Essential Albums: Modest Mouse- The Lonesome Crowded West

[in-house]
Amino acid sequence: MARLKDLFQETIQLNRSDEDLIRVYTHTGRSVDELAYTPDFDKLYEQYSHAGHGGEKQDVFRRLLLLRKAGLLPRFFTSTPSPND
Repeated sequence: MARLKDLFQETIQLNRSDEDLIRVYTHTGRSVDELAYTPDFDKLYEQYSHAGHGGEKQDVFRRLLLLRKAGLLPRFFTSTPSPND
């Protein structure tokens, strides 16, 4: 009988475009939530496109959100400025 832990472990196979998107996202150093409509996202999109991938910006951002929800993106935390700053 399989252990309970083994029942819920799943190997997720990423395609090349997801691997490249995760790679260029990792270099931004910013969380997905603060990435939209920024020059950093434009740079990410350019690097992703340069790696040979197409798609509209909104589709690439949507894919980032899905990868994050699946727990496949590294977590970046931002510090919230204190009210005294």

Modest Mouse’s name today is often associated with their most successful single “Float On” from their 2004 album Good News For People Who Love Bad News, something that frustrates basically every Modest Mouse fan out there. This is because before the radio airplay Modest Mouse was still an extremely relevant band within the Alternative Rock genre, with This Is A Long Drive For Someone With Nothing To Think About proving to be an extremely successful debut album and their third album The Moon And Antarctica fascinating many music critics and showcasing a lighter sound alongside the philosophical thoughts about religion and creation which Brock had to offer. These early albums were both created with the “classic” Modest Mouse lineup that featured Isaac Brock on vocals and guitar, Eric Judy on bass and Jeremiah Green on the drums, an extremely consolidated lineup but one that had tremendous range and capability. This is why although many point to The Moon and Antarctica as their best album, my personal favorite is their 2nd album, The Lonesome Crowded West, which captures the wide range of sounds the band is capable of and defined them as a premiere alternative rock group of the era. The album sometimes gets viewed as a concept album because of the recurring themes of both the destruction of the west to build mini-malls and religious topics, but those are really common Modest Mouse topics that the band uses on many of their tracks outside of LCW as well, so it’s a bit of a misguided label.